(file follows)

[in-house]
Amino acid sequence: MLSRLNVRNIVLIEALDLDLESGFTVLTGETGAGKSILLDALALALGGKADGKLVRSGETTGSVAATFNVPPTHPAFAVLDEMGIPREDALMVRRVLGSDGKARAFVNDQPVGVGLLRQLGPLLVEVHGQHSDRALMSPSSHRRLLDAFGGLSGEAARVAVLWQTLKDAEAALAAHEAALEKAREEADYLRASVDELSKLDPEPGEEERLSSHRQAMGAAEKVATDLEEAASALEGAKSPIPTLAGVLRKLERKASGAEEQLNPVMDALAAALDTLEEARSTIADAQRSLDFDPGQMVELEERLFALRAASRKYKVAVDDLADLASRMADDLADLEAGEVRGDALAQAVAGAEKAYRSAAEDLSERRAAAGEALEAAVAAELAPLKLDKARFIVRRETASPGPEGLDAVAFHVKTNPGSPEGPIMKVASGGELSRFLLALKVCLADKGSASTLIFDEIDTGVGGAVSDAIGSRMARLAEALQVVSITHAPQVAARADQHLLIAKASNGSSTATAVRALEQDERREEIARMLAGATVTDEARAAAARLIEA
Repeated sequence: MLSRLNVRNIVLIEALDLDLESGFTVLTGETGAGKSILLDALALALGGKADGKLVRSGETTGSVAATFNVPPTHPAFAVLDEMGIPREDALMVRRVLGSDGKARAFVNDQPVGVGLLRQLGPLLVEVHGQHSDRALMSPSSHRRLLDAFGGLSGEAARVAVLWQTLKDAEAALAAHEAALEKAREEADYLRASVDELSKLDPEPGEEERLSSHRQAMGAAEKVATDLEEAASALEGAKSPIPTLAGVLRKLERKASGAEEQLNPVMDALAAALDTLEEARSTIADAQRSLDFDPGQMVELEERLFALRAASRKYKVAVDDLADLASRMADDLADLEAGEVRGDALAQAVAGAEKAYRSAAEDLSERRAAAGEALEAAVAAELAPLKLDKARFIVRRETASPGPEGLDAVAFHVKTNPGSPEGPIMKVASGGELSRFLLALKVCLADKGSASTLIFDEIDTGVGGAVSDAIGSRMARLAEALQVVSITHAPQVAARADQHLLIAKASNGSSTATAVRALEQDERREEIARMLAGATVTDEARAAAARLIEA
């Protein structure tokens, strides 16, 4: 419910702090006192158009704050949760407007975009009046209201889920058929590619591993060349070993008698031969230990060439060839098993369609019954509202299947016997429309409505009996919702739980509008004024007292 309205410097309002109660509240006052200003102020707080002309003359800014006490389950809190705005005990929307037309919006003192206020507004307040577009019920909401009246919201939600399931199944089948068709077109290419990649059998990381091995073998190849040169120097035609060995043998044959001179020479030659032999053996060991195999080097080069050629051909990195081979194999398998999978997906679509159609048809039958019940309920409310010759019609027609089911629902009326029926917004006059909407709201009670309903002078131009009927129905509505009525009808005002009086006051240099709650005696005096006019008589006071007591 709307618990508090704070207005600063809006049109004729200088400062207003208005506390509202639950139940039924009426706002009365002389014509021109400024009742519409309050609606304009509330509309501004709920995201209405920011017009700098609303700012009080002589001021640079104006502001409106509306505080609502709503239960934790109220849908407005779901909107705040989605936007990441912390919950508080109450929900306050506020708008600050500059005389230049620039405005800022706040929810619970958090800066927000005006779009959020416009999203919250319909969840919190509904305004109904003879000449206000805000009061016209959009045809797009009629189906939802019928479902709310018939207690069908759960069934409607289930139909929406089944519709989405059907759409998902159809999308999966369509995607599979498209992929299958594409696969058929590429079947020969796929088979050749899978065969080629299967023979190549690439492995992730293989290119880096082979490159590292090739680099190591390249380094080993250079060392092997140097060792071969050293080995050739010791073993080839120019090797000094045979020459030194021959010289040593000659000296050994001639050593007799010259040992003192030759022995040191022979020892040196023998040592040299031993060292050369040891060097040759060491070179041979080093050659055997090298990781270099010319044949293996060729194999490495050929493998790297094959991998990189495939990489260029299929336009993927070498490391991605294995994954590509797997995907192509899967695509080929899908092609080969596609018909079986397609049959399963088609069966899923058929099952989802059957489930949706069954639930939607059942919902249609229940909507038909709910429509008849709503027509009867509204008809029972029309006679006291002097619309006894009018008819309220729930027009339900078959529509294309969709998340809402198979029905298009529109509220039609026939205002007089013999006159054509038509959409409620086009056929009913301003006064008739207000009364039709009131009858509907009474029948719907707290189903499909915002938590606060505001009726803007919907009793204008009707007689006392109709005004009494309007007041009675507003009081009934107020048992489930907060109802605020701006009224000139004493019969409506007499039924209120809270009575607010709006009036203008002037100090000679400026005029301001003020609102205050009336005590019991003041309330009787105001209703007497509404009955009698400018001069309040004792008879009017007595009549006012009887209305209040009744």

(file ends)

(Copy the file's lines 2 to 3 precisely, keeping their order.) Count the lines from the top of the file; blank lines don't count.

Amino acid sequence: MLSRLNVRNIVLIEALDLDLESGFTVLTGETGAGKSILLDALALALGGKADGKLVRSGETTGSVAATFNVPPTHPAFAVLDEMGIPREDALMVRRVLGSDGKARAFVNDQPVGVGLLRQLGPLLVEVHGQHSDRALMSPSSHRRLLDAFGGLSGEAARVAVLWQTLKDAEAALAAHEAALEKAREEADYLRASVDELSKLDPEPGEEERLSSHRQAMGAAEKVATDLEEAASALEGAKSPIPTLAGVLRKLERKASGAEEQLNPVMDALAAALDTLEEARSTIADAQRSLDFDPGQMVELEERLFALRAASRKYKVAVDDLADLASRMADDLADLEAGEVRGDALAQAVAGAEKAYRSAAEDLSERRAAAGEALEAAVAAELAPLKLDKARFIVRRETASPGPEGLDAVAFHVKTNPGSPEGPIMKVASGGELSRFLLALKVCLADKGSASTLIFDEIDTGVGGAVSDAIGSRMARLAEALQVVSITHAPQVAARADQHLLIAKASNGSSTATAVRALEQDERREEIARMLAGATVTDEARAAAARLIEA
Repeated sequence: MLSRLNVRNIVLIEALDLDLESGFTVLTGETGAGKSILLDALALALGGKADGKLVRSGETTGSVAATFNVPPTHPAFAVLDEMGIPREDALMVRRVLGSDGKARAFVNDQPVGVGLLRQLGPLLVEVHGQHSDRALMSPSSHRRLLDAFGGLSGEAARVAVLWQTLKDAEAALAAHEAALEKAREEADYLRASVDELSKLDPEPGEEERLSSHRQAMGAAEKVATDLEEAASALEGAKSPIPTLAGVLRKLERKASGAEEQLNPVMDALAAALDTLEEARSTIADAQRSLDFDPGQMVELEERLFALRAASRKYKVAVDDLADLASRMADDLADLEAGEVRGDALAQAVAGAEKAYRSAAEDLSERRAAAGEALEAAVAAELAPLKLDKARFIVRRETASPGPEGLDAVAFHVKTNPGSPEGPIMKVASGGELSRFLLALKVCLADKGSASTLIFDEIDTGVGGAVSDAIGSRMARLAEALQVVSITHAPQVAARADQHLLIAKASNGSSTATAVRALEQDERREEIARMLAGATVTDEARAAAARLIEA